1. Find out what you’re entitled to: You may find you’re entitled to rates, relief or financial help that you’d never considered: business rates relief, or being able to claim back maternity pay you have given employees. You might be entitled to access a business mentor to guide and advise you; or you might receive tax relief from staff benefits such as health insurance. To find out what you might be missing out on, the FSB is a good place to start for advice, resources and access to online documents, or try the website.
  1. Invest in technology and people: 64% of small and medium enterprises plan to invest in technology or equipment this year. If you’re looking to improve outcomes and efficiencies, investing in technology is a good bet. Look at specific business functions to identify gaps - a shipping and mailing audit, for example, can identify areas where new technologies and solutions can drive operational efficiency and enhance the customer experience.
Small businesses are investing in automation, from marketing to postal management, to remove laborious manual processes and speed up productivity. Integrating these technologies so they work together, rather than in silos, boosts efficiency even further: physical equipment can connect to digital platforms, for greater control, improved collaboration, improved accuracy and access to deeper analytics.

The other area of investment key to your business performance is, of course, people. A Bibby Financial Services study found 56% of small businesses plan to invest in training staff. Educating your team, and bringing your employees on your journey with you is crucial to your organisation’s successful performance, driving retention and motivation and ensuring your staff feel valued for their input. And valued staff deliver a great customer experience.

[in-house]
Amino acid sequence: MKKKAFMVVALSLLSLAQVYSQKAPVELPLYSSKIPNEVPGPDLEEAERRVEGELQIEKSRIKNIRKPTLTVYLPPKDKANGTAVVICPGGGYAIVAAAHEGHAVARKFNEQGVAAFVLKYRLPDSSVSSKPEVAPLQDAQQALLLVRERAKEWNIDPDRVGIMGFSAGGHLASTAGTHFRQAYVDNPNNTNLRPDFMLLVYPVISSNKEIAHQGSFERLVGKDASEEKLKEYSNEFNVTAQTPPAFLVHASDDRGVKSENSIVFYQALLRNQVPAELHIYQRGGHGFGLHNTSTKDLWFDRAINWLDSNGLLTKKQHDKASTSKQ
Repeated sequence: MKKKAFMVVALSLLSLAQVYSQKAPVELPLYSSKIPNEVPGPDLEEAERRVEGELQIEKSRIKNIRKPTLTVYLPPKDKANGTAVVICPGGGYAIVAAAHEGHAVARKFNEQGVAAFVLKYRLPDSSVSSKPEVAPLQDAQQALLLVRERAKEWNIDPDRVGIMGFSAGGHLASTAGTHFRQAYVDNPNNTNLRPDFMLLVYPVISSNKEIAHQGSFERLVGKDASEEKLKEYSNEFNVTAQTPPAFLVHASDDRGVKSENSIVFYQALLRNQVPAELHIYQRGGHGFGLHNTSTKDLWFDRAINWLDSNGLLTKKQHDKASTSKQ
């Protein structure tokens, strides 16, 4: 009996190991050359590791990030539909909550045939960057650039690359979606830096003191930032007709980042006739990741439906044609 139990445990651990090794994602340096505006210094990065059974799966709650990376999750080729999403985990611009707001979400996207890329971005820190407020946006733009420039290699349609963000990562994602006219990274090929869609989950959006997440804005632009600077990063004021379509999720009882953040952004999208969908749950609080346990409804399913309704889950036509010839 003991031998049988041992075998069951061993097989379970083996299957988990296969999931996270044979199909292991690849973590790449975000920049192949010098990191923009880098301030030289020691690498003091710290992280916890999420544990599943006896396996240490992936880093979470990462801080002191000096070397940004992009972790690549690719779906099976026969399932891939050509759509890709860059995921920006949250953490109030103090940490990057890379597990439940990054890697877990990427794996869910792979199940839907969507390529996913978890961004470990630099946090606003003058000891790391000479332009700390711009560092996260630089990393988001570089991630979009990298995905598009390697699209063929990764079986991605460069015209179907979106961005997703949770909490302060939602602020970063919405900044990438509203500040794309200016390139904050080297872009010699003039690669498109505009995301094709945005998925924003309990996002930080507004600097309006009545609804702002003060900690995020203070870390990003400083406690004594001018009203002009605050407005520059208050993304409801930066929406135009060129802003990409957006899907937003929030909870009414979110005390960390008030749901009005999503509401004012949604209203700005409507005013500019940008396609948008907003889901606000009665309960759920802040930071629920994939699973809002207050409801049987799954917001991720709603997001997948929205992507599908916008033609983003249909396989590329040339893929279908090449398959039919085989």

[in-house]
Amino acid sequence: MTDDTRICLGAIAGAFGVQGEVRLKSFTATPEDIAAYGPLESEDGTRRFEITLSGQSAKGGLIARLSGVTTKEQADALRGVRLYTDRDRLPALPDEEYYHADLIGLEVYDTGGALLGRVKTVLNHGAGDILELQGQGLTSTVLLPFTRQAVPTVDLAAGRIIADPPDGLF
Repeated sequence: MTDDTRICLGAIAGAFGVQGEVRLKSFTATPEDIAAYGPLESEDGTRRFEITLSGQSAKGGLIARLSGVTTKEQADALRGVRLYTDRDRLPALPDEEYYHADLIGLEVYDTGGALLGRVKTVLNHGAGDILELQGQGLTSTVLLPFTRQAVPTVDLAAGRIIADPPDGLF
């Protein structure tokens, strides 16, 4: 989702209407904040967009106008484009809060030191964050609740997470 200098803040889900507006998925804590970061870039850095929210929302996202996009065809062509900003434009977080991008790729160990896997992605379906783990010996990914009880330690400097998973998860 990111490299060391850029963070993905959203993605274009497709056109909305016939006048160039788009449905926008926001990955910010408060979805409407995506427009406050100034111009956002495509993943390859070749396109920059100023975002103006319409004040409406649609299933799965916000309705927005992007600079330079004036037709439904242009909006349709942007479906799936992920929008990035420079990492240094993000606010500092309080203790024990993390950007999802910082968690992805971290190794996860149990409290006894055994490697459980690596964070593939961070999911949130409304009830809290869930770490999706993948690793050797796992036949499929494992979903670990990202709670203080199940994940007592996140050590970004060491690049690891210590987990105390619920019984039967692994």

1. Encourage innovation: Innovation is about finding different ways of doing things. It may be about investing in innovative technologies, but it is also a case of tapping into the wide pool of talent you have in your organisation to find out how they would do things differently and improve the customer experience – listening to the people that keep your operation running at ground-level. Fostering an environment that encourages innovation can be as straightforward as making sure channels are in place for people to share, and listen to, ideas. Recognising and rewarding these ideas is another way to value and motivate employees. And the better staff are treated by employers, the more ideas they have, according to research from academics in Australia.
As a small business owner, your contribution to the UK is more valued and valuable than ever, as a life beyond the European Union becomes a reality and a new government starts to build an environment in which small businesses can flourish. Turning your attention inwards and structuring your organisation to boost productivity and drive operational excellence will help you forge ahead of the competition and drive performance.

By Ryan Higginson, vice president, global inside sales at Pitney Bowes